170 Degrees

Discussion in 'SRT Hellcat General Discussions' started by Lacan, Nov 3, 2015.

  1. Lacan

    Lacan Rookie

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    Trivial thread, however since I purchased my cat. I wait until it hits 160~170 degrees before moving her. Anyone else do the same or am I just wasting fuel?
     
  2. Aarcuda

    Aarcuda Gold Member

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    absolutely wasting fuel. there is no need to warm a car up before driving away. none. google it
     
  3. greenwithenvy

    greenwithenvy Gold Member

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    Wasting fuel. In any vehicle I have ever had, whether a car, airplane or whatever, I always wait at least 10-15 seconds to get the oil circulating before moving or putting any kind of load on the engine but I do wait until it is fully warmed up before I put a lot of load or stress on the engine. If you are in a cold climate, yes I would wait until there is some heat but waiting until the thermostat hits 170 is a waste of time and fuel.
     
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  4. Aarcuda

    Aarcuda Gold Member

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    a cold engine wears more. starting it up and driving it warms it up faster.

    http://www.cracked.com/article_19704_6-car-myths-that-cost-you-money-every-year.html
    The Reality:

    As long as you're not flooring it everywhere you go, you can get going as soon as you turn the key. This myth comes from an understandable place: Various engine parts and oil do take some time to warm up before they can operate at full capacity. However, an idling engine takes much longer to warm up, so it ends up experiencing far more cold-start wear and tear than if you just hopped in and drove it.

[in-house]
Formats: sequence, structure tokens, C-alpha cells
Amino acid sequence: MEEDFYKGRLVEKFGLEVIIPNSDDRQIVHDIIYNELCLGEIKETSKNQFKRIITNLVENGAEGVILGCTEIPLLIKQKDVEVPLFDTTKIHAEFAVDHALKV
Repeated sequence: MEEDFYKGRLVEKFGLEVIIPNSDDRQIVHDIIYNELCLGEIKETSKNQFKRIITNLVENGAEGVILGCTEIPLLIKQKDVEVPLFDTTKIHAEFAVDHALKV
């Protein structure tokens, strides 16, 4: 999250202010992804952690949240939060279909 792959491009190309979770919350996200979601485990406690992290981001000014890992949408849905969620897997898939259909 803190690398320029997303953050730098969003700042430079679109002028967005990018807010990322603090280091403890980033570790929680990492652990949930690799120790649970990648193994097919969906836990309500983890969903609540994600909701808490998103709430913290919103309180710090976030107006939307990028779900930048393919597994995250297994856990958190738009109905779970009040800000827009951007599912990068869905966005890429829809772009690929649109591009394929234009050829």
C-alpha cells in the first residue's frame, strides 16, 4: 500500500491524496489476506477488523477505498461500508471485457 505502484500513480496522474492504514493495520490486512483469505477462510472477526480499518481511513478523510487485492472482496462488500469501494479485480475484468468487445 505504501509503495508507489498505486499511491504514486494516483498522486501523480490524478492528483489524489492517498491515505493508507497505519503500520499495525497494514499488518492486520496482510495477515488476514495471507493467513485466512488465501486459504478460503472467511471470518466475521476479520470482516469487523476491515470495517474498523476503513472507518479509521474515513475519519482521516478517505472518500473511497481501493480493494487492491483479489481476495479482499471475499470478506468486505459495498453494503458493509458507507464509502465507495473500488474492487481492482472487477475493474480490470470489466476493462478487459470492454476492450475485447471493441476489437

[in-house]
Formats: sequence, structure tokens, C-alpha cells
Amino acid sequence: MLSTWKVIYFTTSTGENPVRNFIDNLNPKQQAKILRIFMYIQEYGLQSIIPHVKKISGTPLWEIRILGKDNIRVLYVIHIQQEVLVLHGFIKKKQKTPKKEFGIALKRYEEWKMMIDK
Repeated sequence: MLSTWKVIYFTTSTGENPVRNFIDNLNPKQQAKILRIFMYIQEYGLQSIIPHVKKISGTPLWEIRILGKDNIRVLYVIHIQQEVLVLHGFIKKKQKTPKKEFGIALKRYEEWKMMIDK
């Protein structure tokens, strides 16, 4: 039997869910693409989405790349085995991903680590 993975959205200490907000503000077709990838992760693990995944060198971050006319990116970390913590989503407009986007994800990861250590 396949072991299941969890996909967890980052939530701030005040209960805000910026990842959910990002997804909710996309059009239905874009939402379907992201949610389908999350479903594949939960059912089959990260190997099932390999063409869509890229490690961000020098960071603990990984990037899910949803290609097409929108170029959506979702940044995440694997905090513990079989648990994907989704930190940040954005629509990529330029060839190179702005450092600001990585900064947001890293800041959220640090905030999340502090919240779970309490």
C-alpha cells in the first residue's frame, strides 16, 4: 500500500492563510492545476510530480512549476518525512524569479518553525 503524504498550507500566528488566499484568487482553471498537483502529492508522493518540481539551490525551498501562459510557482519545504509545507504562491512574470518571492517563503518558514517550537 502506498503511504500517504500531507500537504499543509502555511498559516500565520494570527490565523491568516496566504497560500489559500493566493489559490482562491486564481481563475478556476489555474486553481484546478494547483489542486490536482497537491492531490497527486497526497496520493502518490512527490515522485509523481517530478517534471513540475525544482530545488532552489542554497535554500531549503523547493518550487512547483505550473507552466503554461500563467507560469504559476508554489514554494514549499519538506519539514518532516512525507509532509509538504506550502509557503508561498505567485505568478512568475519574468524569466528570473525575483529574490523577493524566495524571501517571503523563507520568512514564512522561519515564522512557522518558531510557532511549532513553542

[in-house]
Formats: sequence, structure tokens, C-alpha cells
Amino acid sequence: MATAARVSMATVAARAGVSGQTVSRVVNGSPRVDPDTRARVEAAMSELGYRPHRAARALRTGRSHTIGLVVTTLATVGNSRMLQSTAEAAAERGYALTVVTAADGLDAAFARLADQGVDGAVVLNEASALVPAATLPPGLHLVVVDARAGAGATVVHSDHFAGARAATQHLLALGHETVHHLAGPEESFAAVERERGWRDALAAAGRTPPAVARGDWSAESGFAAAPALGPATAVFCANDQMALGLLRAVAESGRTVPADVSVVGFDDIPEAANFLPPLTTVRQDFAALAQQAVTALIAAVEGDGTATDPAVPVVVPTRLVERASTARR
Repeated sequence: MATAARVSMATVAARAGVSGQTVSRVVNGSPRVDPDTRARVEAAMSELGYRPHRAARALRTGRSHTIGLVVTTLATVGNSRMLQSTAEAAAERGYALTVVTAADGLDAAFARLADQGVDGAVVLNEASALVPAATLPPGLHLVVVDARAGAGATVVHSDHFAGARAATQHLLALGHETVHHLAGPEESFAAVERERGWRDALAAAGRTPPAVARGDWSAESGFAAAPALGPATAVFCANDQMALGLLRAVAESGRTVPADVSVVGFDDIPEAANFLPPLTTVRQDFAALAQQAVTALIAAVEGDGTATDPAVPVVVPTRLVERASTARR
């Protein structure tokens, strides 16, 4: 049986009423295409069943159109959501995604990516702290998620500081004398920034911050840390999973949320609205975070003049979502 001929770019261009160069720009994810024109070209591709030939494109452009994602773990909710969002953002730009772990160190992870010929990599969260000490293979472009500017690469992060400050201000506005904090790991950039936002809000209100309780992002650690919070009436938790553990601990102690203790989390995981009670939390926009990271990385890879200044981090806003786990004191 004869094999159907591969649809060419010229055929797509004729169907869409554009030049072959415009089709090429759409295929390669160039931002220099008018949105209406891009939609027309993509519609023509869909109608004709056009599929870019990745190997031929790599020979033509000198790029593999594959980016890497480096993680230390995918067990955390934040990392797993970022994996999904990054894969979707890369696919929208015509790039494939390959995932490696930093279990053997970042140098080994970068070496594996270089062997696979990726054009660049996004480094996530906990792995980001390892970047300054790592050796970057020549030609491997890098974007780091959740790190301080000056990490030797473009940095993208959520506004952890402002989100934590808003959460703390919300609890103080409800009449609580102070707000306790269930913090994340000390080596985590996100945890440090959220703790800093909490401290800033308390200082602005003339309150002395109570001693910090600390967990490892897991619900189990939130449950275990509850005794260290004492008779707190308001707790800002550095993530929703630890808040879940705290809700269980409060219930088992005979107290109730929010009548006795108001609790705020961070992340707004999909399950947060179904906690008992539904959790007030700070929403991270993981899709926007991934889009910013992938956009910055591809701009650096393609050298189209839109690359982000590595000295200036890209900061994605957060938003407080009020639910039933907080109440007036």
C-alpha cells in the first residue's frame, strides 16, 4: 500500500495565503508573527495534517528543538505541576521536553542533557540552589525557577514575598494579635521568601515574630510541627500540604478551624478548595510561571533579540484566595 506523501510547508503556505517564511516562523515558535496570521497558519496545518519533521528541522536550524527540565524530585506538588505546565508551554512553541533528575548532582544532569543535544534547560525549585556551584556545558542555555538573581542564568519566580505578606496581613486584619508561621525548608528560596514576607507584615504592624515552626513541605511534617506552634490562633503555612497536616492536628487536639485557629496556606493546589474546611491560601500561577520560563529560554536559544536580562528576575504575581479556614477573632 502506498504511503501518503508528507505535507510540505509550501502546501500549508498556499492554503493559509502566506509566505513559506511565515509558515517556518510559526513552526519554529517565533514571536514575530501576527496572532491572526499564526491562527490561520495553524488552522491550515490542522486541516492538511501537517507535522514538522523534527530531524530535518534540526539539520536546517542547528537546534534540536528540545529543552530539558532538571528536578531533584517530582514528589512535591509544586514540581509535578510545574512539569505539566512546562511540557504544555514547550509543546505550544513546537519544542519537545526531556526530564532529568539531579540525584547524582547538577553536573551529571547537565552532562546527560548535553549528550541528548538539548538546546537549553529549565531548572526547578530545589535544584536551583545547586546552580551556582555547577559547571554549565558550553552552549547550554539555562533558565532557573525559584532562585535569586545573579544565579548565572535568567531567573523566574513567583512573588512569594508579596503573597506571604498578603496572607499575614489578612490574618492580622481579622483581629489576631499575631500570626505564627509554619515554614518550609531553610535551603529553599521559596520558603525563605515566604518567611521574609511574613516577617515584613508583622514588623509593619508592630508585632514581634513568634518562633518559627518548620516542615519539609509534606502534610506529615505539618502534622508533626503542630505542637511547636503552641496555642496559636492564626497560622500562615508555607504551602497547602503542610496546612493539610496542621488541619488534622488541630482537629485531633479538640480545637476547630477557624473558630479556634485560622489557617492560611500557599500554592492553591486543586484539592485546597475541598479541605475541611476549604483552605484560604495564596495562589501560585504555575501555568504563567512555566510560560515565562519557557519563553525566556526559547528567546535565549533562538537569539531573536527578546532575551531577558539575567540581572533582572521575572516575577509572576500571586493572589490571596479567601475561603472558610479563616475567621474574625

Think about it: When your engine is idling, it's still producing power, so what difference does it make if that power is being used to move the car or just scratch its shiny metal ass? Additionally, there are other parts of your car that also need warming up, like your transmission and wheel bearings, and those don't get any help until you actually get the thing moving.

    Is it Really Necessary to Warm up Your Car in The Morning? | Hillmuth Certified Automotive

    The Logic Behind Warming Up
    The practice of idling your car in winter has been around for a very long time. And it does make sense when you think about it: cars do take longer to warm up and get worse fuel economy in cold weather. The idea behind it is that idling before driving is necessary to:

    • allow the oil to circulate through all parts of the engine
    • let the engine reach its normal operating temperature
    • reduce engine wear and prolong its life
    These reasons sound convincing and it’s understandable why someone without mechanical knowledge can take them for truth. Some die-hard supporters of this practice would let the car idle anywhere between five and ten minutes before driving off. Another approach is to wait till the temperature indicator moves half-way between C and H, which could take even longer on some vehicles.

    The Facts Behind Warming Up
    It’s important to understand that “warming up” your vehicle in the morning doesn’t require idling. All modern vehicles were designed with cold weather in mind and can warm up just fine while in motion.

    • Driving your car will allow all of the components to warm up faster than idling.
    • Prolonged idling may damage the engine and its components due to incomplete fuel combustion.
    • Prolonged idling may lead to the early failure of the catalytic converter due to its inefficient performance during idling.
    • Idling contributes to the pollution more than driving as it releases more unburnt gasses.
    • Warming up your car wastes gas and money, especially if your vehicle uses premium fuel.
    • Idling your car inside a garage may cause dangerous fumes to enter your home.
    • Leaving your car unattended while idling opens up an opportunity for theft.
    • Cars built in the last 20 years only need no more than 30 seconds of warm-up time, regardless of whether the engine runs on diesel or gasoline.